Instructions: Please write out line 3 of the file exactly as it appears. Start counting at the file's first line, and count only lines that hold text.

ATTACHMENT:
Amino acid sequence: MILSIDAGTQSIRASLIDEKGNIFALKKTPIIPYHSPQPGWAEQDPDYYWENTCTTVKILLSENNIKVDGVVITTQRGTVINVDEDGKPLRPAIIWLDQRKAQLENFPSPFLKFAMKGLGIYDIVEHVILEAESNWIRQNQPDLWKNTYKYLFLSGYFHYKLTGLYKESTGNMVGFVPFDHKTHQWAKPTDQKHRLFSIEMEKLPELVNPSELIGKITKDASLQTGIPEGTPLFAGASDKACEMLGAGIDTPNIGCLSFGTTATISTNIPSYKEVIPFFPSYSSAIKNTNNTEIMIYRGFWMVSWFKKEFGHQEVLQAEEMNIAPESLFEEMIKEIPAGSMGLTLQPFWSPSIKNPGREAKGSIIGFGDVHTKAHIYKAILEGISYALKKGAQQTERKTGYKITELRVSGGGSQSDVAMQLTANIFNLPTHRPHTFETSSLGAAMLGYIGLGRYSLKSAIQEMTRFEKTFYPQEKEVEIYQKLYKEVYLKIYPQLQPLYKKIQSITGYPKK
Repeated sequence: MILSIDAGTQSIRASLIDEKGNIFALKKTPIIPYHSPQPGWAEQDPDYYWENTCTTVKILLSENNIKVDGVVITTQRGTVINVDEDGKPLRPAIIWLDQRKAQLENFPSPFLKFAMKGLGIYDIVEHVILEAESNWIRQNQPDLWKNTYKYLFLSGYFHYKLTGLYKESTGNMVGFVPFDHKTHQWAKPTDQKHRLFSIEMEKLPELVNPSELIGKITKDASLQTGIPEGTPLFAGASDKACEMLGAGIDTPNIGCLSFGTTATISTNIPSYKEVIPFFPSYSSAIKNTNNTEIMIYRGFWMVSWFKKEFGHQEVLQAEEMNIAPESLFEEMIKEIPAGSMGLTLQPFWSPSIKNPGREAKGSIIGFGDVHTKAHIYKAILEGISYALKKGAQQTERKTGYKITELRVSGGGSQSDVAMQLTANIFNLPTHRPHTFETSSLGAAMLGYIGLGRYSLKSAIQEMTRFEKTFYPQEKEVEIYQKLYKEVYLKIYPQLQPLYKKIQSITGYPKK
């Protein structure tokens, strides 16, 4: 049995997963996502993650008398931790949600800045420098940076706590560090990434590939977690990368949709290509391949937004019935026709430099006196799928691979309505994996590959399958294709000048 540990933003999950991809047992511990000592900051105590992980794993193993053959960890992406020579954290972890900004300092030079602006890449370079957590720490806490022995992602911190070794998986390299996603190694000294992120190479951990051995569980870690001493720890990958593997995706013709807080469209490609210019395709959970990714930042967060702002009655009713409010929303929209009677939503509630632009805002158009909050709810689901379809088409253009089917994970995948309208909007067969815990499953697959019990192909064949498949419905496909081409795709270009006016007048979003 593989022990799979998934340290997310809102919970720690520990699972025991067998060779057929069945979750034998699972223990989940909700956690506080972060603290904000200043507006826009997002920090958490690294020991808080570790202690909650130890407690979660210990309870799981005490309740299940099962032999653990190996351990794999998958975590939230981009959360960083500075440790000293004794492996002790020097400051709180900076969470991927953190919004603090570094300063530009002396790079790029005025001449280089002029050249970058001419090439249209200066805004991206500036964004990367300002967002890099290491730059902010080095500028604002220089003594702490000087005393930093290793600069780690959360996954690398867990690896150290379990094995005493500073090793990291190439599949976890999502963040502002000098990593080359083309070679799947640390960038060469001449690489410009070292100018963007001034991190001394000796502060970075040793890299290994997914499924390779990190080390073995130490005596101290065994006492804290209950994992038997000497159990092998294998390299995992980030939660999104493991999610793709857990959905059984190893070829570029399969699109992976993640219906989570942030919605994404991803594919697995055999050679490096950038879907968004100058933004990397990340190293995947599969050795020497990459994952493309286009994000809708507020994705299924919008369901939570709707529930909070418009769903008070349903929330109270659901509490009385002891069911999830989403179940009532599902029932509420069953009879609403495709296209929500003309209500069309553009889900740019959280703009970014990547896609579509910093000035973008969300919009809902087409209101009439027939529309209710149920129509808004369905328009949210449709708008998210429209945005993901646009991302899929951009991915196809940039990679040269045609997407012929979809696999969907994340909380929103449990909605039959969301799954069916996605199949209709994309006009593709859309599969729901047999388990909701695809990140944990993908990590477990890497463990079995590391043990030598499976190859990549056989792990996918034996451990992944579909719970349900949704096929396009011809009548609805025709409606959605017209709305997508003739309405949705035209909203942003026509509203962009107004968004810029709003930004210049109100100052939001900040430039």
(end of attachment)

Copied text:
């Protein structure tokens, strides 16, 4: 049995997963996502993650008398931790949600800045420098940076706590560090990434590939977690990368949709290509391949937004019935026709430099006196799928691979309505994996590959399958294709000048 540990933003999950991809047992511990000592900051105590992980794993193993053959960890992406020579954290972890900004300092030079602006890449370079957590720490806490022995992602911190070794998986390299996603190694000294992120190479951990051995569980870690001493720890990958593997995706013709807080469209490609210019395709959970990714930042967060702002009655009713409010929303929209009677939503509630632009805002158009909050709810689901379809088409253009089917994970995948309208909007067969815990499953697959019990192909064949498949419905496909081409795709270009006016007048979003 593989022990799979998934340290997310809102919970720690520990699972025991067998060779057929069945979750034998699972223990989940909700956690506080972060603290904000200043507006826009997002920090958490690294020991808080570790202690909650130890407690979660210990309870799981005490309740299940099962032999653990190996351990794999998958975590939230981009959360960083500075440790000293004794492996002790020097400051709180900076969470991927953190919004603090570094300063530009002396790079790029005025001449280089002029050249970058001419090439249209200066805004991206500036964004990367300002967002890099290491730059902010080095500028604002220089003594702490000087005393930093290793600069780690959360996954690398867990690896150290379990094995005493500073090793990291190439599949976890999502963040502002000098990593080359083309070679799947640390960038060469001449690489410009070292100018963007001034991190001394000796502060970075040793890299290994997914499924390779990190080390073995130490005596101290065994006492804290209950994992038997000497159990092998294998390299995992980030939660999104493991999610793709857990959905059984190893070829570029399969699109992976993640219906989570942030919605994404991803594919697995055999050679490096950038879907968004100058933004990397990340190293995947599969050795020497990459994952493309286009994000809708507020994705299924919008369901939570709707529930909070418009769903008070349903929330109270659901509490009385002891069911999830989403179940009532599902029932509420069953009879609403495709296209929500003309209500069309553009889900740019959280703009970014990547896609579509910093000035973008969300919009809902087409209101009439027939529309209710149920129509808004369905328009949210449709708008998210429209945005993901646009991302899929951009991915196809940039990679040269045609997407012929979809696999969907994340909380929103449990909605039959969301799954069916996605199949209709994309006009593709859309599969729901047999388990909701695809990140944990993908990590477990890497463990079995590391043990030598499976190859990549056989792990996918034996451990992944579909719970349900949704096929396009011809009548609805025709409606959605017209709305997508003739309405949705035209909203942003026509509203962009107004968004810029709003930004210049109100100052939001900040430039």